US senators promise vaccines for Taiwan amid China row

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The U.S. will give Taiwan 750,000 doses of COVID-19 vaccine, a part of President Joe Biden’s movement to share tens of countless jabs globally, three American senators said Sunday, after the self-ruled island whined that China is fueling its own attempts to shield vaccines because it battles an outbreak.

Democratic Sen. Tammy Duckworth of Illinois, who left a three-hour stop in Taiwan with fellow Democrat Christopher Coons of both Delaware and Republican Dan Sullivan of Alaska, said their visit underscores bipartisan U.S. service for the democratic island that Beijing claims as its own renegade land. Taiwan faces a serious vaccine shortage and contains geopolitical importance as a flashpoint in U.S.-China relations.

“I am here to tell you that the United States may not permit you to stand alone,” Duckworth said in the airport after landing on a U.S. military transport airplane. “We’ll be by your side to ensure that the people of Taiwan have the things that they should get to the other side of the outbreak and beyond”

Taiwan was included on a long list of places declared last week that would get 25 million doses from the United States where the Biden administration says is the first tranche of 80 million doses to be dispersed globally. The majority of the initial tranche, including Taiwan’s, will probably be sent through COVAX, a U.N.-backed program to distribute vaccines to non and middle-income nations.

The island of 24 million people, that is located 160 km (100 miles) off China’s east coast, is distressed for vaccines following a sudden outbreak that began in late April caught police by surprise. Japan sent 1.2 million doses to Taiwan on Friday, preferring to skip the COVAX procedure in the interest of speed. It was uncertain if the 750,000 American doses would arrive.

Taiwan has accused China of blocking its attempts to achieve a deal with BioNTech to import the vaccine co-developed from the German company and Pfizer. Beijing has said it is ready to supply vaccines to Taiwan, such as BioNTech, by Chinese partner Fosun, and that the island’s government is to blame for placing politics over the lives of its own inhabitants. Taiwanese law prohibits the import of Chinese-made medicines.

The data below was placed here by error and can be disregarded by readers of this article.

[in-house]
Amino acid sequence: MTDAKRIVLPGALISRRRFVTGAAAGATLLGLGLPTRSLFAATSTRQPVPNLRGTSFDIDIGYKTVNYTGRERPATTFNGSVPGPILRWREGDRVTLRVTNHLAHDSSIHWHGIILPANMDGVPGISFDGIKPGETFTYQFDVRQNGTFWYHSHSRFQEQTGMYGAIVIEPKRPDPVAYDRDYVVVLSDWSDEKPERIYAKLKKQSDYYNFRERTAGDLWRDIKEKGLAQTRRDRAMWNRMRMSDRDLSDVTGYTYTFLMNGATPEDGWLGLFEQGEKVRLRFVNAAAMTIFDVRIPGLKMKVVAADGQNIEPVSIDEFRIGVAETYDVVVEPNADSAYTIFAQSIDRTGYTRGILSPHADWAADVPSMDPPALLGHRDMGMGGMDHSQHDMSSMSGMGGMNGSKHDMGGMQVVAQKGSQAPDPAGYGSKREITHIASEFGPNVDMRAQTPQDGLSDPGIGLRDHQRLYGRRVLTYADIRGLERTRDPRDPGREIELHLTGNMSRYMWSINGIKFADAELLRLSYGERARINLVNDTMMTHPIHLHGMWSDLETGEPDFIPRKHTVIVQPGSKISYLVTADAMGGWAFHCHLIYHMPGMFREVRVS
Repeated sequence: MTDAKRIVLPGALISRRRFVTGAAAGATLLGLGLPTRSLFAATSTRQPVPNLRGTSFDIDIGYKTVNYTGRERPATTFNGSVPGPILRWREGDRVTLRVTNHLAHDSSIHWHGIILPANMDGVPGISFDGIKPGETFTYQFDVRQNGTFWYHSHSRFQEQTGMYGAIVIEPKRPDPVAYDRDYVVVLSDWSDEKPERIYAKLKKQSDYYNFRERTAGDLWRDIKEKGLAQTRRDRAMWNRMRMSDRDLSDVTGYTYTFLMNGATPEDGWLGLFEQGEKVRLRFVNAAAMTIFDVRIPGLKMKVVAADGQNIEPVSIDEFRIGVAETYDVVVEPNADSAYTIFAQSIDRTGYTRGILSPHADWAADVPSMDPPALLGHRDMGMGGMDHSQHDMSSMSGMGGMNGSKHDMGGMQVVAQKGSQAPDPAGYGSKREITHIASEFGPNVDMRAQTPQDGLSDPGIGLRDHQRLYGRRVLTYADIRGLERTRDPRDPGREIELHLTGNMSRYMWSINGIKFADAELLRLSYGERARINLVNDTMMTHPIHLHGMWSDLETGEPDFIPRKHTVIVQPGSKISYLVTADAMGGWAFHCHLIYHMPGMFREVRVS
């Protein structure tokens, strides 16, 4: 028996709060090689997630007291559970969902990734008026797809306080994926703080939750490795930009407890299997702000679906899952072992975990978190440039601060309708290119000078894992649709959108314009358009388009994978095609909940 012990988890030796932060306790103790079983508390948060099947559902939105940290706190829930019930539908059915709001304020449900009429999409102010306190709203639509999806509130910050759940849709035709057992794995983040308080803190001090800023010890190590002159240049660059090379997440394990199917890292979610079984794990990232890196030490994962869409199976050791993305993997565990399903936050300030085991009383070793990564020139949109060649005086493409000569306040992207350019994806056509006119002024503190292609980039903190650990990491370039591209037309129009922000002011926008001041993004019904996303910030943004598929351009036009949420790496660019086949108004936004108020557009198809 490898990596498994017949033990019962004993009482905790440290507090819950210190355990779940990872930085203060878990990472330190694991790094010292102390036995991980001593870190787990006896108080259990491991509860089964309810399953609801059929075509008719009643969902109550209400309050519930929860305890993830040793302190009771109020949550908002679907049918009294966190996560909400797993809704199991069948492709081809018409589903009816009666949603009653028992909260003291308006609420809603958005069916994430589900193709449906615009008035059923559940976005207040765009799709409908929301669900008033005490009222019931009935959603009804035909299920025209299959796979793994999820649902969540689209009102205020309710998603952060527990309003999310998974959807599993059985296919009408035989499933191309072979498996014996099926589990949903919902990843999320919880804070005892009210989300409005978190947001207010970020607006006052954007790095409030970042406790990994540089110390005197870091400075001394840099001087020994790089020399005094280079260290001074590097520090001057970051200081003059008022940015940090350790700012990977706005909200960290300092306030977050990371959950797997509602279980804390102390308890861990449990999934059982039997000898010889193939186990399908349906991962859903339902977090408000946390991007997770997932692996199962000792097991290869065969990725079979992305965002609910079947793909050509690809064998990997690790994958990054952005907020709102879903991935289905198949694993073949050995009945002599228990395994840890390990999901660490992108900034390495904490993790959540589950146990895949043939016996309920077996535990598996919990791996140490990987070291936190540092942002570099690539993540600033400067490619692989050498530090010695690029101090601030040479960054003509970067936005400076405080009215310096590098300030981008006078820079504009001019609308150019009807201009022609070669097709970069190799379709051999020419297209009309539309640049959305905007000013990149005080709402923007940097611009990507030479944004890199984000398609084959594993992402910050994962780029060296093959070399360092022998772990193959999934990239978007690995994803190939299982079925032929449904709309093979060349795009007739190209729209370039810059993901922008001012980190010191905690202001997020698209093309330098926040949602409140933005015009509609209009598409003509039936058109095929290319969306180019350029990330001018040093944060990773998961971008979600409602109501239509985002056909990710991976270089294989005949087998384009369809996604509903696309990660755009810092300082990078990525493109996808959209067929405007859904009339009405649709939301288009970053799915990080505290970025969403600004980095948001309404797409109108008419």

Foreign Minister Joseph Wu, welcoming the senators in the airport, said that Taiwan is fortunate to have like-minded nations showing service, which he said is about sustaining liberty and democracy in the face of autocracy.

“While we are doing our very best to import vaccines, we have to overcome obstacles to make sure these life-saving medicine are sent free from troubles of Beijing.”

He said China is trying to block Taiwan’s global aid and stop it from engaging in the World Health Organization. “We are no strangers to that kind of obstructionism,” he explained.

Taiwan and China split amid civil war in 1949, and most Taiwanese favor keeping the current state of de facto independence whilst engaging in robust economic exchanges with the mainland.

China’s ruling Communist Party says Taiwan has to come under its control, and has in recent months increased pressure on the island, including flying warplanes near Taiwan. The increasing activity and enormous improvements in China’s military capabilities have increased concern in the U.S., which is bound by its own laws to ensure Taiwan is capable of defending itself and also to respect all risks to the island’s security as issues of”grave concern.”

Taiwan, that had weathered the pandemic virtually unscathed until the recent outbreak, is now facing its most severe flare-up with more than 10,000 new cases since late April.

President Tsai Ing-wen, meeting with the senators, expressed gratitude to the Biden government for including Taiwan from the first class to receive vaccines and stated the doses will probably arrive in a critical period for the island.

“I expect that through collaboration with the United States, Japan and other countries, Taiwan will have the ability to overcome the immediate challenges and… and proceed towards recovery,” she said.

Both Duckworth, who had been born in Thailand, and Sullivan said the American contribution also reflects sympathy for Taiwan’s aid for the U.S., as Taiwan donated tens of thousands of masks and other supplies into the U.S. in the first days of the pandemic.

The three senators came at 7:30 a.m. from South Korea, where they met senior officers such as the foreign and defense ministers on Friday and Saturday to discuss COVID-19 cooperation, the U.S.-South Korea military alliance along with North Korea. They left Taiwan in 10.30 a.m. the same morning, based on Taiwan’s foreign ministry.